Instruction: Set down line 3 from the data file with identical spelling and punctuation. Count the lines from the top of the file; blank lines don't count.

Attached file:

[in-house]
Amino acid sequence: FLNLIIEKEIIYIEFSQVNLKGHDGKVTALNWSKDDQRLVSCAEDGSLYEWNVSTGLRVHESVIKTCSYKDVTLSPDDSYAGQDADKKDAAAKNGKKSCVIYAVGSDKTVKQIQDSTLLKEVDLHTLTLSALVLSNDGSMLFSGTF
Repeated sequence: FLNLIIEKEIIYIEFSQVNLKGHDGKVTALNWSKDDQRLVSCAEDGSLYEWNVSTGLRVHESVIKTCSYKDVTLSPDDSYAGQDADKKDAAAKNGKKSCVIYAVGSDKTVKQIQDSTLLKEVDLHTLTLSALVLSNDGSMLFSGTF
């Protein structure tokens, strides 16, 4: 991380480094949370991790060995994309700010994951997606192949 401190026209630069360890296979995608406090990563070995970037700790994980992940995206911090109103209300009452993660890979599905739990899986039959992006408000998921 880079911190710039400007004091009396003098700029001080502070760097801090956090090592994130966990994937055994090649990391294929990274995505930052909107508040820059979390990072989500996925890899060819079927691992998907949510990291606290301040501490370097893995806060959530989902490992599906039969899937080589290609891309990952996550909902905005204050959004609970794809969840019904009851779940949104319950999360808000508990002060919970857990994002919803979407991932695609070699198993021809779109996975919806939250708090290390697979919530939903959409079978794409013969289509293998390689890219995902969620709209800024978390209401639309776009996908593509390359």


Repeated sequence: FLNLIIEKEIIYIEFSQVNLKGHDGKVTALNWSKDDQRLVSCAEDGSLYEWNVSTGLRVHESVIKTCSYKDVTLSPDDSYAGQDADKKDAAAKNGKKSCVIYAVGSDKTVKQIQDSTLLKEVDLHTLTLSALVLSNDGSMLFSGTF